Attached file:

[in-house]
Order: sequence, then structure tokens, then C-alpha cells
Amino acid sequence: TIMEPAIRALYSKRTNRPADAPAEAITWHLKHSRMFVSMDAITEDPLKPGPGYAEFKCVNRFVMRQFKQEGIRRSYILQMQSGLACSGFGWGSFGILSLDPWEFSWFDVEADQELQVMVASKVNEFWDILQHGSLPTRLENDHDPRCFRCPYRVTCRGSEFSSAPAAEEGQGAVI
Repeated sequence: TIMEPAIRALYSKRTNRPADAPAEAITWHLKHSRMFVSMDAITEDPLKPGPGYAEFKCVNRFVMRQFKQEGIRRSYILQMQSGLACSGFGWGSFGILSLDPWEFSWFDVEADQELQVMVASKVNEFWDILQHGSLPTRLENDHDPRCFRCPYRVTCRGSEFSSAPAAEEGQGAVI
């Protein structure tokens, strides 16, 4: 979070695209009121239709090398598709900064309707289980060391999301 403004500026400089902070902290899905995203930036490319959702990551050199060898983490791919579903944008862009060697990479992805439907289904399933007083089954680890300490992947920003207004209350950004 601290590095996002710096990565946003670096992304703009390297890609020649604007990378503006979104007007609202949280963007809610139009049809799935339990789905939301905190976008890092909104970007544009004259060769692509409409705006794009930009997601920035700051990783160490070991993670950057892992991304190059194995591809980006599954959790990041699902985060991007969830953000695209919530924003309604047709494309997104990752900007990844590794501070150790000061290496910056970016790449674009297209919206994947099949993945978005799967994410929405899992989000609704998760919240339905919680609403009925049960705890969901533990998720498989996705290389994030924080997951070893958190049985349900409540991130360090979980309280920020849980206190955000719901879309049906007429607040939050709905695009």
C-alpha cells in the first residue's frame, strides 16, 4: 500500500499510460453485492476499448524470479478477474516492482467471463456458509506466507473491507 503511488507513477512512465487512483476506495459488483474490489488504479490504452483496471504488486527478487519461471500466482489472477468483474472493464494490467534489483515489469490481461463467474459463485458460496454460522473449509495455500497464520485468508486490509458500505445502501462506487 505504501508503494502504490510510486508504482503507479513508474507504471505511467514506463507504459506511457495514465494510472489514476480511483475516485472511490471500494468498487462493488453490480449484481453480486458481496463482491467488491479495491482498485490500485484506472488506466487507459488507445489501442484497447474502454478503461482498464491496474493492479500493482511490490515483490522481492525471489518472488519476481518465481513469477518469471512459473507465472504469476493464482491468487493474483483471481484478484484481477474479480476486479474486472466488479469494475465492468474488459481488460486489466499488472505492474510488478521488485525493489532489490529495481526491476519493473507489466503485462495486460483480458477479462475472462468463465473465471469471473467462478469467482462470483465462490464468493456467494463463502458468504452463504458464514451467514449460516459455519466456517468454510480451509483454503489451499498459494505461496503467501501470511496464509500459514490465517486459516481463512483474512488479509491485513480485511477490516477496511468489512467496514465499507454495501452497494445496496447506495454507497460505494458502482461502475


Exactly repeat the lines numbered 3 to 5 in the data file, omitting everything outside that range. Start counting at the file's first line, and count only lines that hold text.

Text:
Amino acid sequence: TIMEPAIRALYSKRTNRPADAPAEAITWHLKHSRMFVSMDAITEDPLKPGPGYAEFKCVNRFVMRQFKQEGIRRSYILQMQSGLACSGFGWGSFGILSLDPWEFSWFDVEADQELQVMVASKVNEFWDILQHGSLPTRLENDHDPRCFRCPYRVTCRGSEFSSAPAAEEGQGAVI
Repeated sequence: TIMEPAIRALYSKRTNRPADAPAEAITWHLKHSRMFVSMDAITEDPLKPGPGYAEFKCVNRFVMRQFKQEGIRRSYILQMQSGLACSGFGWGSFGILSLDPWEFSWFDVEADQELQVMVASKVNEFWDILQHGSLPTRLENDHDPRCFRCPYRVTCRGSEFSSAPAAEEGQGAVI
């Protein structure tokens, strides 16, 4: 979070695209009121239709090398598709900064309707289980060391999301 403004500026400089902070902290899905995203930036490319959702990551050199060898983490791919579903944008862009060697990479992805439907289904399933007083089954680890300490992947920003207004209350950004 601290590095996002710096990565946003670096992304703009390297890609020649604007990378503006979104007007609202949280963007809610139009049809799935339990789905939301905190976008890092909104970007544009004259060769692509409409705006794009930009997601920035700051990783160490070991993670950057892992991304190059194995591809980006599954959790990041699902985060991007969830953000695209919530924003309604047709494309997104990752900007990844590794501070150790000061290496910056970016790449674009297209919206994947099949993945978005799967994410929405899992989000609704998760919240339905919680609403009925049960705890969901533990998720498989996705290389994030924080997951070893958190049985349900409540991130360090979980309280920020849980206190955000719901879309049906007429607040939050709905695009």